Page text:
Understanding Landlord Liabilities as Property Owners
I’m not a legal expert, but my research indicated injured parties can still take landlords to court over trampoline accidents – even when liability waivers are signed. 😣
Plaintiffs could claim the landlord was “negligent in allowing unsafe conditions on the premises”. And landlords typically have more money than cash-strapped tenants.
So when substantial medical bills stack up after a serious trampoline injury, who do you think gets sued? The property owners with deeper pockets – not the tenant who actually bought the trampoline. 💸
That’s why most landlord insurance policies explicitly exclude liability coverage for trampolines too. Insurance companies know full well the risks involved! 🚫🪜🚑
And even just asking about trampoline policies could cause premium hikes in some cases. Yikes…talk about catch-22!
No wonder landlords tend to prohibit trampolines altogether. As property owners, the liability risk just isn’t worth it for them. 🙅♂️
Exploring Trampoline Safety Measures
My 8-year-old self would have begged to differ. Man, I loved jumping on my friend’s trampoline as a kid! We had the best time doing flips and games for hours.
But as a parent now, I knew I couldn’t take Lily’s safety lightly. Trampolines do pose real hazards, especially without precautions.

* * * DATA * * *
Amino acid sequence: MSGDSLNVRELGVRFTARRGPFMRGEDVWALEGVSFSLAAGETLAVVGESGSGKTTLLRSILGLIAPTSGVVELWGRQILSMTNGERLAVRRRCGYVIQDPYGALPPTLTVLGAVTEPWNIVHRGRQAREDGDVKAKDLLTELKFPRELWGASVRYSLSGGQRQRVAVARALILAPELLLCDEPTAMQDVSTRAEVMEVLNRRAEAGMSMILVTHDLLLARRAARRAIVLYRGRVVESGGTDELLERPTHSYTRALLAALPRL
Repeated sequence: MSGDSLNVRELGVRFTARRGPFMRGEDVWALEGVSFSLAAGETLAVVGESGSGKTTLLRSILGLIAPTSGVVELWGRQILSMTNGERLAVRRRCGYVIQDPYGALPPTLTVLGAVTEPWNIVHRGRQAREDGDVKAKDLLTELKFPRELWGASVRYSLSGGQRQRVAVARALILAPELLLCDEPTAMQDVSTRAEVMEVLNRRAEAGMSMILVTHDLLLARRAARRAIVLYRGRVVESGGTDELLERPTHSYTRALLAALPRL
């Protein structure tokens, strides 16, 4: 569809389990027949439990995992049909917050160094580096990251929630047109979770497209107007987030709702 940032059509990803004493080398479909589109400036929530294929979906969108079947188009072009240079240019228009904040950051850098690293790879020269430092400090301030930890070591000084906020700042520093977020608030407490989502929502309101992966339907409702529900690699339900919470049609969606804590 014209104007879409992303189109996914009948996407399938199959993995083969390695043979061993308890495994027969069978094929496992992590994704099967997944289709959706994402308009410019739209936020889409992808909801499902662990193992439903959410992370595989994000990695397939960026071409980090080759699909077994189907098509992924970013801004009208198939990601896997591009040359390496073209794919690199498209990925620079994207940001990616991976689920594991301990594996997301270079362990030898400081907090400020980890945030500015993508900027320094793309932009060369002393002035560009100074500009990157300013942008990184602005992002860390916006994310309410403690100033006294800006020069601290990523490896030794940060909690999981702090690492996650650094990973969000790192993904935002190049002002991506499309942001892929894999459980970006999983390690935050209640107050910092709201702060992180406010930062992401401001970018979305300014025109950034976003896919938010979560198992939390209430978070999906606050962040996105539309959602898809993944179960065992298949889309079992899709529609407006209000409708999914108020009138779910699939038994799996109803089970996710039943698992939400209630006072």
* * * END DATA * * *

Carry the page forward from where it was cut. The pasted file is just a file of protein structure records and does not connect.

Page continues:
So I looked into recommended safety guidelines for trampolines from reputable medical sources to see if that could mitigate the risks. 🪜🚑
Here are a few of the top trampoline safety tips I found:
✅ Install netting around entire trampoline
✅ Only allow one jumper at a time
✅ Set up trampoline away from structures and fences
✅ Always supervise children while they jump
✅ Ensure proper maintenance to prevent decay
Could we follow strict rules like this to allow a trampoline safely? I wasn’t sure…Lily is awfully young for solo jumping. And constant supervision outside isn’t realistic.🤔
Clarifying Insurance Implications at Rental Homes
Next I researched how getting a trampoline might affect my renter’s insurance policy on the house.
Turns out, many insurance policies completely exclude trampoline coverage or charge much higher premiums when they’re on the property.
Some renter’s insurance companies might allow trampolines, but only with special liability riders added onto the main policy, for hundreds of extra dollars per year. 💰
And those riders would NOT protect the landlord’s policy at all. That sent my mind spinning again…🤯
As a conscientious tenant and father, could I justify getting a trampoline knowing dangers and issues involved? My daughter might accept a subtle “no” now. But down the road if friends had them…oh boy. 😣
Let’s recap my investigative findings so far…
Can You Have a Trampoline at a Rental Property? Key Takeaways
After hours spent researching trampoline regulations and risks, here are the key factors I discovered:
👉 Most landlords prohibit trampolines to reduce liability exposure
👉 Trampolines can qualify as “attractive nuisances” in the eyes of the law
👉 Even with waivers, landlords can still get sued for injuries
👉 Trampolines often void or increase insurance policy costs
👉 Safety precautions help but don’t remove all dangers
So in summary – you might be allowed a trampoline at a rental home, but likely only with written approval from the landlord first.
And they’ll probably say no…for very good reason!
My Final Decision on the Trampoline Dilemma